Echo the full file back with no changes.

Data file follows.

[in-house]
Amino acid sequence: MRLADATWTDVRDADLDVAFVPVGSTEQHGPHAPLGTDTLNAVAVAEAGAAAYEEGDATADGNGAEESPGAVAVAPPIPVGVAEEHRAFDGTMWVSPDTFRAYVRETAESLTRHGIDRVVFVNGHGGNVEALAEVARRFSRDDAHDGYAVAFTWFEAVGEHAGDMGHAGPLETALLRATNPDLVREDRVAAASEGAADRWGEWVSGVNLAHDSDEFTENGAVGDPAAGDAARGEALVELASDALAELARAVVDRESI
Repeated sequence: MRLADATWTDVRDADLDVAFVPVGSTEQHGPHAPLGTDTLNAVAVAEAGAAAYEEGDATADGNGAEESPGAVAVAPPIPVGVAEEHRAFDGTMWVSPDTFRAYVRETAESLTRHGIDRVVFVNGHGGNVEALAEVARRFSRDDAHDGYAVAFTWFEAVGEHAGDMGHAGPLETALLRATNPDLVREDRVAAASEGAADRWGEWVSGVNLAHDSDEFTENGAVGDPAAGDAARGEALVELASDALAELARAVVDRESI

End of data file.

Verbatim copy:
[in-house]
Amino acid sequence: MRLADATWTDVRDADLDVAFVPVGSTEQHGPHAPLGTDTLNAVAVAEAGAAAYEEGDATADGNGAEESPGAVAVAPPIPVGVAEEHRAFDGTMWVSPDTFRAYVRETAESLTRHGIDRVVFVNGHGGNVEALAEVARRFSRDDAHDGYAVAFTWFEAVGEHAGDMGHAGPLETALLRATNPDLVREDRVAAASEGAADRWGEWVSGVNLAHDSDEFTENGAVGDPAAGDAARGEALVELASDALAELARAVVDRESI
Repeated sequence: MRLADATWTDVRDADLDVAFVPVGSTEQHGPHAPLGTDTLNAVAVAEAGAAAYEEGDATADGNGAEESPGAVAVAPPIPVGVAEEHRAFDGTMWVSPDTFRAYVRETAESLTRHGIDRVVFVNGHGGNVEALAEVARRFSRDDAHDGYAVAFTWFEAVGEHAGDMGHAGPLETALLRATNPDLVREDRVAAASEGAADRWGEWVSGVNLAHDSDEFTENGAVGDPAAGDAARGEALVELASDALAELARAVVDRESI